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Bach's Mass in B minor

posted Apr 22, 2012, 7:45 AM by Unknown user
Johann Sebastian Bach was born in 1685 into a family of professional musicians.  His father and uncles were all church organists and court chamber players who taught him to play the violin, harpsichord and organ.  Yet both of his parents died when he was ten, and while in his mid-thirties, his wife died.  Three of their seven children had already died.  What's more, only six of the thirteen children of his second marriage lived to adulthood.  In 1723, he became the music director for St. Thomas Lutheran Church in Leipzig, Germany, remaining there for the rest of his life.  He composed an astonishing amount of music revered for its intellectual depth, technical virtuosity and artistic beauty; conveying both the profound sadness he experienced in life plus great joy, humor and passion.

His Mass in B minor is widely regarded as one of the supreme achievements of baroque music.  Scholars consider it a summation of his entire life; he originally began it for “diplomatic” reasons and eventually assembled it to form a complete Mass in the very last years of his life, when he had already gone blind.  The earliest part, the Sanctus for 6-part chorus, is from 1724, when he had just started his new job.  The Kyrie and Gloria were composed in 1733 for a Mass celebrating Augustus III, who had to convert to Catholicism to become King of Poland.  The last major addition was the Credo, written in the 1740’s.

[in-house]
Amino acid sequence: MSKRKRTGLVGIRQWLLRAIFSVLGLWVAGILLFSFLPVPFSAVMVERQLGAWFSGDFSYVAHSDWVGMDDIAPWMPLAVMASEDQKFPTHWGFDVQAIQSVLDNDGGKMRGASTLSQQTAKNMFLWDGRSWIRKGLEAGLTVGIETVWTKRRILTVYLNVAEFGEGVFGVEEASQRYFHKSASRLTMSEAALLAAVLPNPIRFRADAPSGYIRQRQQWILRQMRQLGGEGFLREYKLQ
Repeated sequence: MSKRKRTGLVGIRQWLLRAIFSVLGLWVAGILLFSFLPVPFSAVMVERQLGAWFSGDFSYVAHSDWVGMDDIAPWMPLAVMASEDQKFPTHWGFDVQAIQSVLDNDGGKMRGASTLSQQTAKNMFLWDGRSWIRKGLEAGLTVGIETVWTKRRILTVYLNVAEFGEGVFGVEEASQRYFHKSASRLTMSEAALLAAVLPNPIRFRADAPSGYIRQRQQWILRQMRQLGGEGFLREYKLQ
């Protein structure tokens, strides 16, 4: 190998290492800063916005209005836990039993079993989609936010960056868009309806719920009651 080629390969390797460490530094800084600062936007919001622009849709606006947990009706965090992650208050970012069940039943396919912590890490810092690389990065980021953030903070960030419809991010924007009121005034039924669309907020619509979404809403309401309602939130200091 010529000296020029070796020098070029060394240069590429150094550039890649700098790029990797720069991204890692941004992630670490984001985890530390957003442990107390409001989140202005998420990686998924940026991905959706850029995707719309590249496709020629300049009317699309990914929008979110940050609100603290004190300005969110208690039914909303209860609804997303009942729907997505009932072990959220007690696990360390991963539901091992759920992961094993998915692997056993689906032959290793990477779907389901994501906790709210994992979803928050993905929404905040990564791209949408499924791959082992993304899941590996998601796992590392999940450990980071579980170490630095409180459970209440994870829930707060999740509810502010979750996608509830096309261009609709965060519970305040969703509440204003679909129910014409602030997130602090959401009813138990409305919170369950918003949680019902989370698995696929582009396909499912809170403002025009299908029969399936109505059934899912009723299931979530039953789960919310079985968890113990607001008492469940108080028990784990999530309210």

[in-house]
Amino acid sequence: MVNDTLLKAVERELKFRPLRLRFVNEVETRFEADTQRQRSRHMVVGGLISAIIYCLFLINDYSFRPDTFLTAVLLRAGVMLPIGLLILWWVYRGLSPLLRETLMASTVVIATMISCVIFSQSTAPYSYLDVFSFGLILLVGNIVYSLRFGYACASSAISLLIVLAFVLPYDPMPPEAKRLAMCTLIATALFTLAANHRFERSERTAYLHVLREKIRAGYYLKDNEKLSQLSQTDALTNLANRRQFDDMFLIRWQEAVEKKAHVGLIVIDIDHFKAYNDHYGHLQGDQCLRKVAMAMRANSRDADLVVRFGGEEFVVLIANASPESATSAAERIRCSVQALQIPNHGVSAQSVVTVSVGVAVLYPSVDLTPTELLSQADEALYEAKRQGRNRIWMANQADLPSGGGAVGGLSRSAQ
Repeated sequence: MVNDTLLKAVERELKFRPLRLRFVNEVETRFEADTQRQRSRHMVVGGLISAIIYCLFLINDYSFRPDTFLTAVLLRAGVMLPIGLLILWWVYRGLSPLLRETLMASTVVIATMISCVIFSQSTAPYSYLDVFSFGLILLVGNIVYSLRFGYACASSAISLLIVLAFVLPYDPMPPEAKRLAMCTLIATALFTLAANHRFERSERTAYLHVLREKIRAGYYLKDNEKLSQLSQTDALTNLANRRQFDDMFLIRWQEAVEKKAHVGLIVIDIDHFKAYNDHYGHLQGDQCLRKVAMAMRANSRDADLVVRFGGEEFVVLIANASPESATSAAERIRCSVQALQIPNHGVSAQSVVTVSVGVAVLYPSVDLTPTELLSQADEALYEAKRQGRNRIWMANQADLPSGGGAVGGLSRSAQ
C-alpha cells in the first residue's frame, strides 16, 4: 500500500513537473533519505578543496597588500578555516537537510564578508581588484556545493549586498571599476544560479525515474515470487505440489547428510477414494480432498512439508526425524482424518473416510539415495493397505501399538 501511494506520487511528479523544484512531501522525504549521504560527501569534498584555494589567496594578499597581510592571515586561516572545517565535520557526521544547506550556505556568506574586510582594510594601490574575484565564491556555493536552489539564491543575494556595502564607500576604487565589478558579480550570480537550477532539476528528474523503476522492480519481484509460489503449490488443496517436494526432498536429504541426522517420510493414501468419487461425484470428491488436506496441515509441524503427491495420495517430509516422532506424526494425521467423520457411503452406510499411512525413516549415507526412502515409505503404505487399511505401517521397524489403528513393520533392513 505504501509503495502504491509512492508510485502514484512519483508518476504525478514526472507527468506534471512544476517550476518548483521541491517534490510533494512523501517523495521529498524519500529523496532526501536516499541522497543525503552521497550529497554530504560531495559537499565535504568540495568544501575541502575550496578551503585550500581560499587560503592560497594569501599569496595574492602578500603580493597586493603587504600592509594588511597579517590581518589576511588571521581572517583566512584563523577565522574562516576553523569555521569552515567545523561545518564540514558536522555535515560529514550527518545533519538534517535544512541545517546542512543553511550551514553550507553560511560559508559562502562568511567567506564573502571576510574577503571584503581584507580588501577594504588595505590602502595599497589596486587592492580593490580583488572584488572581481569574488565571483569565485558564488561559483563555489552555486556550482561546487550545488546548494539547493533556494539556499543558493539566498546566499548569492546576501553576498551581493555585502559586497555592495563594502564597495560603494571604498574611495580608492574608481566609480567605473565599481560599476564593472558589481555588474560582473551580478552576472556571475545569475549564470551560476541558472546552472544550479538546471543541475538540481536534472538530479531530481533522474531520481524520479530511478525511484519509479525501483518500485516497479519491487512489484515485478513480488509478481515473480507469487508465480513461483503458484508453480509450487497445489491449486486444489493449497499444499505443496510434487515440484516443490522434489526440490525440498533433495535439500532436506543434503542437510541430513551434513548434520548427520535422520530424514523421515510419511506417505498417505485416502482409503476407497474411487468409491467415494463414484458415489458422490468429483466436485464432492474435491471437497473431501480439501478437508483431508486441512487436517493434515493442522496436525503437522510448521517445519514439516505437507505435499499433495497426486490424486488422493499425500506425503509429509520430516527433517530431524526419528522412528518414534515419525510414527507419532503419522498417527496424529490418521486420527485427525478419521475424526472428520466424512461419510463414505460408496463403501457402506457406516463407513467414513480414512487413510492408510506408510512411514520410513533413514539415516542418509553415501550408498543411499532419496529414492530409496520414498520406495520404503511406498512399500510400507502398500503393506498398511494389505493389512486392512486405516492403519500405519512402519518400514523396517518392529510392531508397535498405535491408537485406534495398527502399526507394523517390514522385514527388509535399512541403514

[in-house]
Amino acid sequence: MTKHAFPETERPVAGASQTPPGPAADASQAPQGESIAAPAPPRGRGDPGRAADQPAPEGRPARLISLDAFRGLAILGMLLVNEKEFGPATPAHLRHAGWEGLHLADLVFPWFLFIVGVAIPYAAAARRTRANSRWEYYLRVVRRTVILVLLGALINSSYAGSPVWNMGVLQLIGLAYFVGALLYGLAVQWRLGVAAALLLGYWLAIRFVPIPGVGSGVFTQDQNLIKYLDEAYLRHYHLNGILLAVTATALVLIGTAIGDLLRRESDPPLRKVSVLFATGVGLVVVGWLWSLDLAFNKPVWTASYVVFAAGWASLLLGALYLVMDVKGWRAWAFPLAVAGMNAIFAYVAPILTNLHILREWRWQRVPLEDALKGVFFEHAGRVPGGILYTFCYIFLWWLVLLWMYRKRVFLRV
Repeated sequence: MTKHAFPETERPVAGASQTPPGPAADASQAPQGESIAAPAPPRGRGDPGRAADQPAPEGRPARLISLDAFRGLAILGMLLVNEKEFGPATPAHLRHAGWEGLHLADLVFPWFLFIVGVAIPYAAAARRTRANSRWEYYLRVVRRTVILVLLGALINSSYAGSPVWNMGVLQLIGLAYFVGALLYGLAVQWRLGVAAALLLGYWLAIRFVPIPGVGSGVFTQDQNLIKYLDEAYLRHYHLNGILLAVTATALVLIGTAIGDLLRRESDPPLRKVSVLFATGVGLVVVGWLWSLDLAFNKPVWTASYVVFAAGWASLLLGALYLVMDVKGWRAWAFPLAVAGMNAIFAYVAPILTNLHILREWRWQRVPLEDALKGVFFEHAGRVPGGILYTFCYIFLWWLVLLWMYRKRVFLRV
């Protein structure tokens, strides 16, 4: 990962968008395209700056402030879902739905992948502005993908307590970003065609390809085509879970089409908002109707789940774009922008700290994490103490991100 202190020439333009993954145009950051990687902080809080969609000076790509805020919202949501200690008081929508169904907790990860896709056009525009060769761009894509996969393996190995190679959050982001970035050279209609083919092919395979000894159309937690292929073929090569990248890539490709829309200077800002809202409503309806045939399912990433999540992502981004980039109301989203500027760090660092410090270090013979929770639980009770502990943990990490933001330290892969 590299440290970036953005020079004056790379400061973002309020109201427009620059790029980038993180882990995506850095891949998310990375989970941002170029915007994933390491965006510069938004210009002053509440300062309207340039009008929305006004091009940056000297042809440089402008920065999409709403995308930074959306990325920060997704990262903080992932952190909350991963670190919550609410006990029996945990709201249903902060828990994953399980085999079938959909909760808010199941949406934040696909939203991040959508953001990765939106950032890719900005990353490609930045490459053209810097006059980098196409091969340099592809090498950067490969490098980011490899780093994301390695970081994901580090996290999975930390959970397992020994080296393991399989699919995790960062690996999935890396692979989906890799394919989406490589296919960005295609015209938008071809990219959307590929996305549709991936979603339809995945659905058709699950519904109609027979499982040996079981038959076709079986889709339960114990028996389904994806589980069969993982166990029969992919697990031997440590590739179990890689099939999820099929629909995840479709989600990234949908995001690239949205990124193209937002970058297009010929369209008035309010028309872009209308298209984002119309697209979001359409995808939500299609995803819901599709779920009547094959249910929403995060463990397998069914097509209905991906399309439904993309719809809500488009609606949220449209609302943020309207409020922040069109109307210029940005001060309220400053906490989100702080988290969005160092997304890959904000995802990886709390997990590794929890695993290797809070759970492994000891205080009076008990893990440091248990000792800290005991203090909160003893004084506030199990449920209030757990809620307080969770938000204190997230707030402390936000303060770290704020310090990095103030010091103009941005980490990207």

Dying in 1750, he never heard it performed in its entirety.  And why a Lutheran would compose a Latin Mass setting that by its size and length is impractical for use in a liturgy is an enigma; but  Bach himself viewed it as “the supreme opportunity to unite his creed as a Christian with his creed as a musician in a single statement.”

I’ll be performing Bach’s Mass in B minor in Lincoln Center’s Avery Fisher Hall next Friday evening, April 27 with the National Chorale.  For ticket information, call (212) 333-5333 or visit nationalchorale.org.  Or listen to a recording.  If you’ve never heard this masterpiece, introduce yourself to it…